Last year we accessioned a series of Chinese music which was best housed in the music library,  Mus 549.601. Beautifully cataloged by our own Lingwei Qiu, the series was entirely in Chinese, and therefore needed the added discoverability of storage within the library. Finding space, however, required a larger weeding project. Sandi-Jo Malmon, our collections development librarian, worked with fellow librarian Bob Dennis to target librettos which could be moved to offsite storage, thus freeing up space for the Chinese collection.

In preparing the librettos for offsite storage, a number were targeted for revised cataloging and placement within the Merritt collection, as they were much older, rare editions, or had an interesting provenance.  One work, originally targeted for inclusion in Merritt as a first edition Italian language libretto of Sacchini’s Oedipe à Colone, presented some surprises.

This Italian translation of the libretto for Antonio Sacchini's Edippo a Colono was published in Naples, Italy in 1817.

Merritt Mus 575.156. Nicola François Guillard, Oedipe à Colone.

The work was donated by Col. Charles W. Folsom (1826-1904) of Cambridge in 1874 (he was an 1845 Harvard College alumnus). Charles W. Folsom’s father Charles Folsom (1794-1872) was an alumnus of the Harvard Divinity School, and is the central figure of this story.

After earning his divinity degree from Harvard, the elder Folsom served as a chaplain in the Navy, stationed on the Washington, then in the Mediterranean. His duties also serving as tutor to the Washington midshipmen, a group that included a teenager named David G. Farragut (1801-1870). Farragut would go on to become the first admiral of the United States Navy, perhaps best known for his service in the Civil War as a flag officer, particularly in the Battle of Mobile Bay in 1864. In the fall of 1817, after Folsom had been appointed American consul in Tunis, Farragut left the Washington to continue his studies with his tutor for an additional nine months.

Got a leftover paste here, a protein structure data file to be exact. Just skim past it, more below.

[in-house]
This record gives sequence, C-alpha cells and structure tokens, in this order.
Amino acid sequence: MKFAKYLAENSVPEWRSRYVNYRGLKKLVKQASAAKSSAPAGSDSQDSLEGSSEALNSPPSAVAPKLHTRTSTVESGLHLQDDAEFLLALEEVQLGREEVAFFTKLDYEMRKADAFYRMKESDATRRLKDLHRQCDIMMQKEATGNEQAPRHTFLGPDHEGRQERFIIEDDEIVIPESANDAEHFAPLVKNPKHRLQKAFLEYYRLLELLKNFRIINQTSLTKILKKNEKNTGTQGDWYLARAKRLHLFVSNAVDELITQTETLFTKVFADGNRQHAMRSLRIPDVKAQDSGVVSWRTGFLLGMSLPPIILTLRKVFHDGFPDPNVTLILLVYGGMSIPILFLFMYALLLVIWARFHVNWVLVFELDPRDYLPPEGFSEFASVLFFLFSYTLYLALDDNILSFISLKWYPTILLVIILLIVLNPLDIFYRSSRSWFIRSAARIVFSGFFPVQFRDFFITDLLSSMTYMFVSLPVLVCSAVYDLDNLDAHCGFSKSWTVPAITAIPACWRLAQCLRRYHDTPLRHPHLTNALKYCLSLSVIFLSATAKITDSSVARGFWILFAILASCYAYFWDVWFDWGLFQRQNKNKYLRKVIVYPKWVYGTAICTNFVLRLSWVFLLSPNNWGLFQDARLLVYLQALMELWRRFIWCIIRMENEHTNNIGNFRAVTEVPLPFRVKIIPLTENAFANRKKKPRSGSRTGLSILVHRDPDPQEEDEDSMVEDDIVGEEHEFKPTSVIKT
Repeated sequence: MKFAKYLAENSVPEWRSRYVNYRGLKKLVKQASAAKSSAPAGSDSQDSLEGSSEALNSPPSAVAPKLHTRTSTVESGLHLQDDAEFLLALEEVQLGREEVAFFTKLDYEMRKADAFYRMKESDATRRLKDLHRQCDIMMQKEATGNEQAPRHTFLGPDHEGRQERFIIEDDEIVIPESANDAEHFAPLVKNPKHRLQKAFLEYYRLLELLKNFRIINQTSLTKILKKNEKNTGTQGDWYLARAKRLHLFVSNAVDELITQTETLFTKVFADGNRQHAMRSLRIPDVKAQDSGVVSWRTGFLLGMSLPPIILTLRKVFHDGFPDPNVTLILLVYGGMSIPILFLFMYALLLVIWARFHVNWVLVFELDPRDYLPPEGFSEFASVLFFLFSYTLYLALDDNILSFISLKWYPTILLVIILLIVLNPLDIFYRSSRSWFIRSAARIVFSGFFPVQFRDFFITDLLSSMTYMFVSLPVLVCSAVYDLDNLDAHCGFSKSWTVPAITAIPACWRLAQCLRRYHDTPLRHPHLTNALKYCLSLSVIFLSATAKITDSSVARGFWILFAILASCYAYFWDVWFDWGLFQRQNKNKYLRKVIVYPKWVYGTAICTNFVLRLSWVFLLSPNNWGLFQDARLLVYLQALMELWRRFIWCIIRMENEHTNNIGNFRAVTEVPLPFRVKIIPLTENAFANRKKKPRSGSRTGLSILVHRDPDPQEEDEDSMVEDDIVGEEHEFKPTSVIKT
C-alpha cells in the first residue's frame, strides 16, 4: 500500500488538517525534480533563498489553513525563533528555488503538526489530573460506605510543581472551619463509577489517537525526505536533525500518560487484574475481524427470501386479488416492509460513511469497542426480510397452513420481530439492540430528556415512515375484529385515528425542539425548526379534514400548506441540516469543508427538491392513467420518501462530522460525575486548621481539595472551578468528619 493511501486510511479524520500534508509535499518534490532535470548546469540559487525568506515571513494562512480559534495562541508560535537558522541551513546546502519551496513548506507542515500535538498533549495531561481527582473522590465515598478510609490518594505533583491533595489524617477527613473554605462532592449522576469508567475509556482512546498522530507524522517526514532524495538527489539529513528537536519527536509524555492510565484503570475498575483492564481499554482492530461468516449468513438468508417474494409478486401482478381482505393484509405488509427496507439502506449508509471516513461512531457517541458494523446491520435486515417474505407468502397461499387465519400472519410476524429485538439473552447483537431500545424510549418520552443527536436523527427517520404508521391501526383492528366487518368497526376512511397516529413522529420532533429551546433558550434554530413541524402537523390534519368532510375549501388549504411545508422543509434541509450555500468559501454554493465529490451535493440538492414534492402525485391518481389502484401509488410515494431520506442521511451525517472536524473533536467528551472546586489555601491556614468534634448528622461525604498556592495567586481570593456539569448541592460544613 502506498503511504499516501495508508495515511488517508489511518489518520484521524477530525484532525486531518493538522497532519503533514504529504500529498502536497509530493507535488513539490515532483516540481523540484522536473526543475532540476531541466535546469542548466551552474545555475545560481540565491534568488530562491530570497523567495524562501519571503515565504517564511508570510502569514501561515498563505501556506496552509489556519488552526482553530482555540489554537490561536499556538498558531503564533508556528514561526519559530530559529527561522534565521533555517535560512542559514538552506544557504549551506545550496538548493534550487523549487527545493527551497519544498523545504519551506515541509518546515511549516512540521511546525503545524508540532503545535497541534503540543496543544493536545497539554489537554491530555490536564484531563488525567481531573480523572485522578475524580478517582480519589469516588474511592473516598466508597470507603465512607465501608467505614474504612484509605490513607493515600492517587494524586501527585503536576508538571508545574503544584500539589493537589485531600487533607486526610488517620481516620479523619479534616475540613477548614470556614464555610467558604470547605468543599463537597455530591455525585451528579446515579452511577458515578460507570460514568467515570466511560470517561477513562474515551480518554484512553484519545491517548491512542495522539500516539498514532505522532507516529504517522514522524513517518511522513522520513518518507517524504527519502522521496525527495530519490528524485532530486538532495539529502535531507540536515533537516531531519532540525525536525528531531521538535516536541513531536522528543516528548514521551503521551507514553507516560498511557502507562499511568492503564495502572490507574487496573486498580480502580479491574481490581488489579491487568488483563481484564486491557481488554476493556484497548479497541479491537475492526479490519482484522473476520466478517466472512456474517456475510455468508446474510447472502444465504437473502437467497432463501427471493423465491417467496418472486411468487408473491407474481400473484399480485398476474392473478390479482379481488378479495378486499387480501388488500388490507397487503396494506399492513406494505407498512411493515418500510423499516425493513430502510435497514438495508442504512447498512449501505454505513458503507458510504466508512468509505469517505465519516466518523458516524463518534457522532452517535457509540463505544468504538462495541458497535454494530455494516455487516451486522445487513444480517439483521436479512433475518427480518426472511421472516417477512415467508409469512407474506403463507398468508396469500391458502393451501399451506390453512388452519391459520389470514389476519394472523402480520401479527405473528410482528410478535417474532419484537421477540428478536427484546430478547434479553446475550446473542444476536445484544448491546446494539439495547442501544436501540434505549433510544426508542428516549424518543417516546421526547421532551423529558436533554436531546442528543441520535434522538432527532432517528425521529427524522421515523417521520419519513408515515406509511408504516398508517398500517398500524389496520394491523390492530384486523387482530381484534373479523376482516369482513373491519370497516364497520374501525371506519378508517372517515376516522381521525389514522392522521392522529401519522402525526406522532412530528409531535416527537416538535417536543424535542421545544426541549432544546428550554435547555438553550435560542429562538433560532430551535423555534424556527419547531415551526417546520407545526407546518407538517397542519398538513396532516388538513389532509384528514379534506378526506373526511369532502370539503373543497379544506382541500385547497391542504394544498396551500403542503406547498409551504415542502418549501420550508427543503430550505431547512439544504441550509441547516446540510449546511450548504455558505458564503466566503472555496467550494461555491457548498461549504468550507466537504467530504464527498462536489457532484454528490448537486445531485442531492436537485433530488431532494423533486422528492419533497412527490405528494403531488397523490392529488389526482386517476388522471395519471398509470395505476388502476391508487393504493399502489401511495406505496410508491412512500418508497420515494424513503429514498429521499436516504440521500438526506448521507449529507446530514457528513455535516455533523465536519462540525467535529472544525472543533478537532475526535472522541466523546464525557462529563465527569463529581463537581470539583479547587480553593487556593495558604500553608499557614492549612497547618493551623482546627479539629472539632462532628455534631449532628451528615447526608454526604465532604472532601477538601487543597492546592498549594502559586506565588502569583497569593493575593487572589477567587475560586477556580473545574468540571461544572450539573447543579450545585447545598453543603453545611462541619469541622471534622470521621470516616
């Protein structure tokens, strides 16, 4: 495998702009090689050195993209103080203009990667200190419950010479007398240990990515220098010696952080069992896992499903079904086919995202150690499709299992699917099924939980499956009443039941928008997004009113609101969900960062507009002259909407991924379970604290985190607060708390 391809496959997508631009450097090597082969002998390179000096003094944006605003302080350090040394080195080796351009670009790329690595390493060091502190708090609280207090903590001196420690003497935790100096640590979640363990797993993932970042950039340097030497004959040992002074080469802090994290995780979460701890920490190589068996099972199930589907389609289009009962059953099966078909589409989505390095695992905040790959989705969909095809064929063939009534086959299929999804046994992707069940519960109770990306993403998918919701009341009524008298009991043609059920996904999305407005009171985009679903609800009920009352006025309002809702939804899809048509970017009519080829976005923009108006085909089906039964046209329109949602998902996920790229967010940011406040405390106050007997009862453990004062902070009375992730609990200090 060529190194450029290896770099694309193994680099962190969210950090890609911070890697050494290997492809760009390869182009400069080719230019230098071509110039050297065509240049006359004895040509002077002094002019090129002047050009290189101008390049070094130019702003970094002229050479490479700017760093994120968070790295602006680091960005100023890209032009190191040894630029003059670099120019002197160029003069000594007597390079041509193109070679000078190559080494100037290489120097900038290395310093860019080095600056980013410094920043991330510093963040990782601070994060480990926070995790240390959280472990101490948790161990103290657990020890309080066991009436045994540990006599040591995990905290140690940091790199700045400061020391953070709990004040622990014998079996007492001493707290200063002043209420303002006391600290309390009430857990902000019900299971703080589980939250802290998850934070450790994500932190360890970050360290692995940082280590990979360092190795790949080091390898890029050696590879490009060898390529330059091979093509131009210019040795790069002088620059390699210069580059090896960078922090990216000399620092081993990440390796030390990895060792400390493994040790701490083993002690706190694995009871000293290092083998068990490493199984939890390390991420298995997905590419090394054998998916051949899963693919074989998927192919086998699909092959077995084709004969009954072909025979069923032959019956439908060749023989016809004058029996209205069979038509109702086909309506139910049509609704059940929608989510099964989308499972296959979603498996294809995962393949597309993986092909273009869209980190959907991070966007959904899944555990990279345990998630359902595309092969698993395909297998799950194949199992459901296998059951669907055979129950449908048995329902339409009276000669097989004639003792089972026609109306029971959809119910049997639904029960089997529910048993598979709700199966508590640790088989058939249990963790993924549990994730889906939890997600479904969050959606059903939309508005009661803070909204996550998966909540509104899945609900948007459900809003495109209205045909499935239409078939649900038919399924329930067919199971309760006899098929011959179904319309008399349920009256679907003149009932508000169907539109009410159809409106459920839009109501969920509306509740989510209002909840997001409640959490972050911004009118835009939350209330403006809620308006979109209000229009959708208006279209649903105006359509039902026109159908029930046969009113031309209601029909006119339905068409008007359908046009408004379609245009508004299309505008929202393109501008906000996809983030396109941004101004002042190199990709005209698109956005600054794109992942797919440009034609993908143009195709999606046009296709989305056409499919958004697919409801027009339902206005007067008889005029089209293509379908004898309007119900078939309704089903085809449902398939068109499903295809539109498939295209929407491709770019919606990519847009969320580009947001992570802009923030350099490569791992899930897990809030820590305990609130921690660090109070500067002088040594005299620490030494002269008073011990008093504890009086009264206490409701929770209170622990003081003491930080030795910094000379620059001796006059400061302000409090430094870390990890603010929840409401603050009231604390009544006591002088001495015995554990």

Returning to our libretto, however, we learn that Farragut spent some time in the early part of 1817 in Italy. On the title page verso, we find Farragut’s signature, along with the place and date of the performance, Naples, Jan. 5th, 1817.

The libretto features the signature of the former owner.

Merritt Mus 575.156. Nicola François Guillard, Oedipe à Colone.

This libretto clearly found its way into the collection of the elder Folsom, with whom Farragut developed a lifelong friendship.

Folsom also served as a librarian at Harvard from 1823-1826, and taught Italian. Harvard would later receive donations of his work from his son and, later, a larger donation from his grandson in the 1920s, the Charles Folsom Papers, 1829-1855, now at Houghton Library.

Anne Adams, Music Cataloger, Loeb Music Library


Schneller, Robert J., Jr. Farragut: America’s First Admiral. Potomac Books, 2002.

Sears, John Randolph. David G. Farragut. George W. Jacobs & Company, 1905.

« Older posts

© 2018 Loeb Music Library

Theme by Anders NorenUp ↑